Ready-to-cook sets of ingredients with various quantities for different numbers of servings could provide a way out of this complicated, fast-paced Moscow lifestyle. Sorce: Press Photo
The Joy of Cooking founder, Irina Nazarova, turned her hobby into a business. The idea of selling fresh ingredients ready for cooking (rather than entire frozen meals) was born rather unexpectedly. Having returned from Vietnam, her sister told her that she had seen popular wok sets that included sliced vegetables and meats and could be purchased at any supermarket.
|Nazarova began to think seriously about how to make life easier for people like herself who love and want to cook. Source: Press Photo|
Nazarova had always loved cooking, but, with Moscow's lightning-fast pace of living, it is not always possible to find time for it—especially due to the amount of time it takes to decide on a recipe and then look for the necessary ingredients.
Moreover, products purchased for specific dishes often became stale in the refrigerator and went straight into the trash.
Nazarova began to think seriously about how to make life easier for people like herself who love and want to cook— people who simply lacked the time for the whole process and wished they could just buy a complete set of ingredients for a particular dish.
Nazarova's previous work and studies were a far cry from the world of food. Having finished Moscow State University's program in computational mathematics and cybernetics, she enrolled in Russia's New Economic School and worked as an equity analyst for J.P. Morgan for a year, while devoting her free time to her hobby.
Sauce for fish:
1. Prepare a few sprigs of basil by either crushing them in a mortar or grinding them in a blender
2. Add thick coconut milk (or coconut cream), lemon juice, salt and pepper to taste
The sauce should be fragrant, light and tasty.
But there was simply never enough time to grate and slice, so the refrigerator was empty more often than not.
Ready-to-cook sets of ingredients with various quantities for different numbers of servings could provide a way out of this complicated, fast-paced Moscow lifestyle; it would be possible to avoid the long, uninteresting step of slicing ingredients and immediately skip to the creative part of the process.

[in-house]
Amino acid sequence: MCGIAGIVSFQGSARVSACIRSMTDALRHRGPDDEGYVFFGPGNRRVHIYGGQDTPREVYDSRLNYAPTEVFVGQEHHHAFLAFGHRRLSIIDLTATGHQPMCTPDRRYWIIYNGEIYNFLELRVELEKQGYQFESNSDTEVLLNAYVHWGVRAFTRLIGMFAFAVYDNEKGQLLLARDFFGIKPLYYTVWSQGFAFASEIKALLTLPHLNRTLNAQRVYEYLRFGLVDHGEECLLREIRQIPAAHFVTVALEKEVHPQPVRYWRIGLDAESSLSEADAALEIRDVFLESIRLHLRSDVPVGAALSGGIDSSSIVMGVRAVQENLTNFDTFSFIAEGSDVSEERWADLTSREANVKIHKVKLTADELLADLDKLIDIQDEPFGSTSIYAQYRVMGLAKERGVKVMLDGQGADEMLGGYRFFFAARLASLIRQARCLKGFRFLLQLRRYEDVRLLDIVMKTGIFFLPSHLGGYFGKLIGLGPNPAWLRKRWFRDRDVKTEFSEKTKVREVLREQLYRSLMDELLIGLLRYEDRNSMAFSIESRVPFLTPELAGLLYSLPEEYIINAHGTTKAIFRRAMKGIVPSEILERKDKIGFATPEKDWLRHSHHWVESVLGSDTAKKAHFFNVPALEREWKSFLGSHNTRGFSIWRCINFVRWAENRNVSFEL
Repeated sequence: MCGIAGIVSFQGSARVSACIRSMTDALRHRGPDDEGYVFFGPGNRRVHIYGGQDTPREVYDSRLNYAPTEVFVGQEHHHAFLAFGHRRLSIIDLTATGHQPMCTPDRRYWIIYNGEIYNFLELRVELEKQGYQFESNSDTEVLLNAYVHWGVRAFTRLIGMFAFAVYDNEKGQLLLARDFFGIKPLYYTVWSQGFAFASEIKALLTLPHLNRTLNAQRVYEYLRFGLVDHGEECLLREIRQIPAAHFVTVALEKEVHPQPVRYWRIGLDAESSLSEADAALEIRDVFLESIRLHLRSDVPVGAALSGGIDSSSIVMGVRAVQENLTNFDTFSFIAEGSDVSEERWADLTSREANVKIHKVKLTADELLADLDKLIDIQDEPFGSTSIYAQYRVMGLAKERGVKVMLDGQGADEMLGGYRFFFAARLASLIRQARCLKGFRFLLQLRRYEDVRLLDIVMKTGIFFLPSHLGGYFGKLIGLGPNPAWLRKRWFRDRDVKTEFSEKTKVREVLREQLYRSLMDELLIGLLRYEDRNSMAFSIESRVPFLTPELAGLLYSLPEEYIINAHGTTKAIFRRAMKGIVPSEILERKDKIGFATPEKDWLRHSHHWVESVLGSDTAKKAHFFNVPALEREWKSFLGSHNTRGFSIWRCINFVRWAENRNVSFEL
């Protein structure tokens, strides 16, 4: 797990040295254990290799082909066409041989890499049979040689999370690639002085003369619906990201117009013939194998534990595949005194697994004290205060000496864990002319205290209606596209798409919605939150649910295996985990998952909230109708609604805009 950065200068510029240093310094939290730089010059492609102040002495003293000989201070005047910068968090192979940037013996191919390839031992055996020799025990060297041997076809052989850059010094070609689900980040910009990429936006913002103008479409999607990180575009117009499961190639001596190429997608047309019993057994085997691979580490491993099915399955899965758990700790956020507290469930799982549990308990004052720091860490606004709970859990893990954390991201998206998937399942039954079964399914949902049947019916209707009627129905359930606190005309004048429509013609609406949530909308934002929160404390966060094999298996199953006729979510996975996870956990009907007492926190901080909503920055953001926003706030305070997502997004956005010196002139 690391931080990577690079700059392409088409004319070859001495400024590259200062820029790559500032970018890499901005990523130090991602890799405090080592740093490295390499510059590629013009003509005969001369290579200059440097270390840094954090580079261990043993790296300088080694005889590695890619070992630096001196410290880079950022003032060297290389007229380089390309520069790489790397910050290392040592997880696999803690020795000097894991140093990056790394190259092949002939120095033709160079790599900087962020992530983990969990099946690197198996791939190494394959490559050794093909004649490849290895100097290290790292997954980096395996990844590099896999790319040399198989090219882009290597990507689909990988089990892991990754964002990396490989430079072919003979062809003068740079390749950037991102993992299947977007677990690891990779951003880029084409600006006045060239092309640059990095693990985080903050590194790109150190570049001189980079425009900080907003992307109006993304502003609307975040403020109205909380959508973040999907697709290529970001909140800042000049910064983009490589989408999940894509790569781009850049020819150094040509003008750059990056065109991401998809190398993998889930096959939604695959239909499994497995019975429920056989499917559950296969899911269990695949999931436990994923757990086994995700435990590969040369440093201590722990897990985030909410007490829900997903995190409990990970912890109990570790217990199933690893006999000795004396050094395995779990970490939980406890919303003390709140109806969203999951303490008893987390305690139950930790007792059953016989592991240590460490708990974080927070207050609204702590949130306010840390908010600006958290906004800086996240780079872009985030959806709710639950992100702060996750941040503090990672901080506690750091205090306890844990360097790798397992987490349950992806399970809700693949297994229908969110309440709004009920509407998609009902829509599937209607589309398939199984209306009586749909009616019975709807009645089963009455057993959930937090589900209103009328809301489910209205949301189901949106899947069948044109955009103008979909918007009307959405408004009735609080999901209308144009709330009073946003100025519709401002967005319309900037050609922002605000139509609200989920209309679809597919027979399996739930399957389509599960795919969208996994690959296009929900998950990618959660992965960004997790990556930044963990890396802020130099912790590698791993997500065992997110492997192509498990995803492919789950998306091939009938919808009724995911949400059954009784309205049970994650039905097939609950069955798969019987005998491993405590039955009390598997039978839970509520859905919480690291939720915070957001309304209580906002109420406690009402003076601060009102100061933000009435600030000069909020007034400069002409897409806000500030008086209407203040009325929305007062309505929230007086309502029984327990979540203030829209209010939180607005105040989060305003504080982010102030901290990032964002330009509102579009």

“After a few months, the idea took shape as a more profound conception of the love and beauty you can put into cooking,” Nazarova says. “The project's philosophy is that simply consuming is no longer interesting; it's much nicer to create something and enjoy it, and it's easy and fun to do so through cooking.”
Similar projects have found success in several major cities: Kochhause.de was launched in Berlin and works mostly offline through its physical stores; Secretingredient.com.hk was launched in Hong Kong; and U.S. website Hellofresh.com has managed to raise $10 million in investments.
The Joy of Cooking offers packages for Asian, European and South American cuisines, with recipes for teriyaki turkey, various types of steak, salads, soups, and desserts. Source: Press Photo
The success of such foreign businesses convinced Nazarova to begin her work with The Joy of Cooking, whose startup capital came from her own personal savings. Nazarova decided to leave J.P. Morgan in June 2012, when she had begun focusing closely on her project's development.
The site was launched on a free engine and gradually managed to pick up a few hundred customers, with around 40 percent of them regularly using The Joy of Cooking's services. The average order hovers near 2,000 rubles (about $60).
Nazarova's business was going to need more investments for further development, even though she certainly did not need to present it at conferences or actively search in order to attract investors. Indeed, they showed up on their own accord, with several of them investing $80,000 into The Joy of Cooking.
Thus, she succeeded in getting her first round of investors. Nazarova then invested another $40,000 of her own savings, which she used to rent and equip an office and organize a number of events.
The project's philosophy is: it's much nicer to create something and enjoy it, and it's easy and fun to do so through cooking. Source: Press Photo
At this stage, Nazarova was doing everything herself: She ran the website, did her own financial analyses and made her own growth projections. She was also taking all the photos for the website. She managed all of this on her own for a long time—that is, until it became clear that it was time to get help. Today her business employs five people altogether.
She plans for investors to see returns by the end of 2013.
“While the business model is very interesting, it is difficult to reach a theoretical return [on investment] quickly, since I have to find the right approach for the client—that is, the proper positioning and communication channels,” Nazarova says. “Because the product is new and not particularly well-known, we are looking for other options, testing various ideas.”
Today, The Joy of Cooking offers packages for Asian, European and South American cuisines, in which one can find recipes for teriyaki turkey, various types of steak, salads, soups, and desserts. The website also has the recipes themselves, some of which Nazarova improves and supplements.
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